Equity ETFs that rely on VIX derivatives to hedge downside risk yield a surprising range of results.
Today continues a crimson-tinged trend: Another day of extreme market volatility in the downward direction after a long period of relative tranquility.
This drama got me wondering about the small batch of equity funds specifically designed to weather such storms by profiting from volatility.
These ETFs use futures or options on the CBOE volatility index, known as the VIX index or simply as the fear index. By incorporating VIX exposure via derivatives—a tool set that’s notoriously hard to handle—the ETFs aim to provide downside protection from sharp downturns like those we’ve seen recently, while maintaining broad equity exposure.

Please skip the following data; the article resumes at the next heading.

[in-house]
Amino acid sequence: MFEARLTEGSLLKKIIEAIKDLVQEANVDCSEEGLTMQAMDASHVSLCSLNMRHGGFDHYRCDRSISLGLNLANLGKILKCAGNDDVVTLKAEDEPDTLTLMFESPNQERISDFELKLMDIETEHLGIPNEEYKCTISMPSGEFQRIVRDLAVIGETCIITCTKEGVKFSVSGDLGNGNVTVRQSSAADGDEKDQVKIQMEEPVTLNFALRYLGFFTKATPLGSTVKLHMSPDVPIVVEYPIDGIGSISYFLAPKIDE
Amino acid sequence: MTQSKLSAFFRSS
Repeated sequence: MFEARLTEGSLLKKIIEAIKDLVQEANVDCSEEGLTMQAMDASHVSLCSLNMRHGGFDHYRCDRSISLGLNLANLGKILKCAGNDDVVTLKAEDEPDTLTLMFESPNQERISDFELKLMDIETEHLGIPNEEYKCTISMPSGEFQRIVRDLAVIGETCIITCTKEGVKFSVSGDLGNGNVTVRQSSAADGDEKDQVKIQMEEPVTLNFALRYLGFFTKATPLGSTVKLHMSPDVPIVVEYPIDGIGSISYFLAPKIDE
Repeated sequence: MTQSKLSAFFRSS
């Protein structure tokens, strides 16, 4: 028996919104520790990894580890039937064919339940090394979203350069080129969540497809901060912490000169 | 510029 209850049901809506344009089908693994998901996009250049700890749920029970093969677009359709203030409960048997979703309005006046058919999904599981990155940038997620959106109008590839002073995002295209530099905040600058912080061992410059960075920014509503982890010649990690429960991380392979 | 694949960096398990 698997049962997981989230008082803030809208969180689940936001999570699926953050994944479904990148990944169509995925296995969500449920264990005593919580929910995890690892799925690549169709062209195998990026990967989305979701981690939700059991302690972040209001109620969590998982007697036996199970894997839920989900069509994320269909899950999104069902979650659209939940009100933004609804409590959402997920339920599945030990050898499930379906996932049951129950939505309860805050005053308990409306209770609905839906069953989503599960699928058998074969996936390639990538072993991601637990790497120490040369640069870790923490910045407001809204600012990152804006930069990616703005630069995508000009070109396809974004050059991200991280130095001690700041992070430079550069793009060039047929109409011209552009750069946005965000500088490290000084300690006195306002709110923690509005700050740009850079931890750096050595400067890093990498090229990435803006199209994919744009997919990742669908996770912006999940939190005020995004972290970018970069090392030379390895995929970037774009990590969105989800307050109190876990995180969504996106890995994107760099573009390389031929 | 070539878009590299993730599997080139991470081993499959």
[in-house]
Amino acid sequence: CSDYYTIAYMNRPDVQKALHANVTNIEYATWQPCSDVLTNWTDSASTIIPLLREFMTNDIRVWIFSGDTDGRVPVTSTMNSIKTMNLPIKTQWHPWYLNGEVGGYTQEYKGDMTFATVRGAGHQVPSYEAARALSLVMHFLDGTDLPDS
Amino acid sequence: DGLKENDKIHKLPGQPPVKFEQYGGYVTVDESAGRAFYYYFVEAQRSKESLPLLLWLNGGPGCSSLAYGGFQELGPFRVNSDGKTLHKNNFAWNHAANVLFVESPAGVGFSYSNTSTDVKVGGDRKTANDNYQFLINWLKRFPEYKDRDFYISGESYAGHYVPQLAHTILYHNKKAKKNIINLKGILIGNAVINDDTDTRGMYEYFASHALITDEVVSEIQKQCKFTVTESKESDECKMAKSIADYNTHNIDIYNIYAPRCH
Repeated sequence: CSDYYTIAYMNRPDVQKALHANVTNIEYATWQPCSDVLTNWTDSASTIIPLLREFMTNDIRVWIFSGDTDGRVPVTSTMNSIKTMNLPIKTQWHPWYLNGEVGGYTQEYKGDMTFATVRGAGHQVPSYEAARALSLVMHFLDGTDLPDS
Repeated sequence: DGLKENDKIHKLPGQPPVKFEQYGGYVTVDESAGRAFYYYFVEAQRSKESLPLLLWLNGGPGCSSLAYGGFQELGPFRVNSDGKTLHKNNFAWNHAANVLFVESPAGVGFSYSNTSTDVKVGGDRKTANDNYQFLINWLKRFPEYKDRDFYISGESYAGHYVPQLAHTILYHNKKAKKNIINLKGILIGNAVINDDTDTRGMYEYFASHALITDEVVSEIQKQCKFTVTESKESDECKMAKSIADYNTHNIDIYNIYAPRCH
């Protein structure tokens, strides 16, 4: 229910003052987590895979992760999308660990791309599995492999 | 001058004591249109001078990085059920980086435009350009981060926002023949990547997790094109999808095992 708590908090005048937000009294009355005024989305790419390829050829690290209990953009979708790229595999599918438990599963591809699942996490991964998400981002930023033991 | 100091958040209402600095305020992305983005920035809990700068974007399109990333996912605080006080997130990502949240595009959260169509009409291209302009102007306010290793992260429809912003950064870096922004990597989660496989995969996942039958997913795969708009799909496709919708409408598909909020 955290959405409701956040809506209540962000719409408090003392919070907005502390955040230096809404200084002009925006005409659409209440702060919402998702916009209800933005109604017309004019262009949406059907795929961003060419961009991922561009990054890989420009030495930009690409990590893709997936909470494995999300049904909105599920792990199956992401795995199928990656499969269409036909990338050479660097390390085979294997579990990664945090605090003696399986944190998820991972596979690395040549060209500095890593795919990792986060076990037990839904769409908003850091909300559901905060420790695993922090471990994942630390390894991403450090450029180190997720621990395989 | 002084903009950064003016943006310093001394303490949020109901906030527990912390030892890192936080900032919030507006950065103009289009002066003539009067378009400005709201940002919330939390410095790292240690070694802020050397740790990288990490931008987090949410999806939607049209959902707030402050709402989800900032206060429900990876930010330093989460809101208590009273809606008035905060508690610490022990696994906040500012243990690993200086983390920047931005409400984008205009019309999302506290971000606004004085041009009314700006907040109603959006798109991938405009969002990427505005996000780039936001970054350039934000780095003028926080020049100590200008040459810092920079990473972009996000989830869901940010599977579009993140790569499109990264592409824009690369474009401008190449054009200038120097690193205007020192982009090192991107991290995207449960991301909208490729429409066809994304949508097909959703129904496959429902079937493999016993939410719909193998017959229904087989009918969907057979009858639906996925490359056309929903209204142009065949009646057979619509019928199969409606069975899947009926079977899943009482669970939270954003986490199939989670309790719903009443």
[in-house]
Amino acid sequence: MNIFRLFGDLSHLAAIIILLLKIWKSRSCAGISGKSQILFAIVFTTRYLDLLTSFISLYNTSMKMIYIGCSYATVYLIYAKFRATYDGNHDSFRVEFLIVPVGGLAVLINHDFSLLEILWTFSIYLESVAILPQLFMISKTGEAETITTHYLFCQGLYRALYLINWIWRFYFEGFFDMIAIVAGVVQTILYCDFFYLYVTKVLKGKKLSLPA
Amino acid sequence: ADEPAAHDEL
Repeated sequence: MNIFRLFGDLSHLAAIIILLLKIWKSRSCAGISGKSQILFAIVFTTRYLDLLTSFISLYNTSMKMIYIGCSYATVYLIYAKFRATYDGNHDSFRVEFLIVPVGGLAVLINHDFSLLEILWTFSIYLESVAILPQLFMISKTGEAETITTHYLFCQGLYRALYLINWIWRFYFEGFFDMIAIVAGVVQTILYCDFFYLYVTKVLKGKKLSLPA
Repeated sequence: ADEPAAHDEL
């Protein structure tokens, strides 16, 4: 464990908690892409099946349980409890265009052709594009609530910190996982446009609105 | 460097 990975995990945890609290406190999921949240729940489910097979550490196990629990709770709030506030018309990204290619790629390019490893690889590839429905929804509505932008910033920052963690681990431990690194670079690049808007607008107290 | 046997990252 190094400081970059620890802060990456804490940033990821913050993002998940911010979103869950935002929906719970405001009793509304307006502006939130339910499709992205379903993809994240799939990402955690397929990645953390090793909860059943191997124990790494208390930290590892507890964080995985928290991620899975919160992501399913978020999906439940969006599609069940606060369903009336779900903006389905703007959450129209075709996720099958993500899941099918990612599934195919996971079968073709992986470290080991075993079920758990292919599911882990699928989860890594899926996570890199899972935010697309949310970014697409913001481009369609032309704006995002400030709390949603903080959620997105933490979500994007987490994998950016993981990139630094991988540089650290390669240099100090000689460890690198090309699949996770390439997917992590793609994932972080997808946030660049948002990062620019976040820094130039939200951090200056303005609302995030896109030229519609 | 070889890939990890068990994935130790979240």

Before we look at the short-term performance of these funds, let’s check what the VIX index itself has been doing since the start of September against the S&P 500 and a leading VIX-based fund.
It’s up more than 85 percent. Sadly, the fear index is uninvestable. The next best thing for direct access to this high-octane contrarian is the iPath S&P 500 VIX Short-Term Futures ETN (VXX | A-47). VXX is up about 34 percent for the same period—a nice counterpoint the S&P 500 Index’s 6 percent drop.
VXX uses derivatives to access the VIX, just as the tail-risk-hedged ETFs do. The key difference is that the tail-risk-hedged products also have baseline exposure to equities and use a VIX derivatives overlay to get upside from any downdraft.